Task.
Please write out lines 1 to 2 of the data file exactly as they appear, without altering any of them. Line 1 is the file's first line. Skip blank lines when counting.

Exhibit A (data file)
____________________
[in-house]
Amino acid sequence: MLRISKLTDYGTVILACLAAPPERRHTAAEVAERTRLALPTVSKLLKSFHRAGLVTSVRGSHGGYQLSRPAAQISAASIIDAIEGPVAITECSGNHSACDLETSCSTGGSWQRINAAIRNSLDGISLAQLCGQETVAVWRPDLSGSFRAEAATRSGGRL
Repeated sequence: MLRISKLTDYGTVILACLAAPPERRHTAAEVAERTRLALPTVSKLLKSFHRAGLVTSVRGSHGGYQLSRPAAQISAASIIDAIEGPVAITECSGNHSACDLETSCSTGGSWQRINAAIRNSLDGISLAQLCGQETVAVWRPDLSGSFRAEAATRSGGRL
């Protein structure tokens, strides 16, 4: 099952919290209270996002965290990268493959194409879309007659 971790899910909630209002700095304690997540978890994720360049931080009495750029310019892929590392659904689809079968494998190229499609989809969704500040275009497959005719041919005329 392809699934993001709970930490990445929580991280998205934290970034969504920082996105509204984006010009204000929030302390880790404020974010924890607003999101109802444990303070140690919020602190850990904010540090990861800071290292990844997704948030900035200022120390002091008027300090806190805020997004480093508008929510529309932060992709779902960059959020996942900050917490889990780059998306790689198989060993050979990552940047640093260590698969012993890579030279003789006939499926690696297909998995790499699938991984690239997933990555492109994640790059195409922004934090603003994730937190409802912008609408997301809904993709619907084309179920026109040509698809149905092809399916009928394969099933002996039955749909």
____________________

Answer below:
[in-house]
Amino acid sequence: MLRISKLTDYGTVILACLAAPPERRHTAAEVAERTRLALPTVSKLLKSFHRAGLVTSVRGSHGGYQLSRPAAQISAASIIDAIEGPVAITECSGNHSACDLETSCSTGGSWQRINAAIRNSLDGISLAQLCGQETVAVWRPDLSGSFRAEAATRSGGRL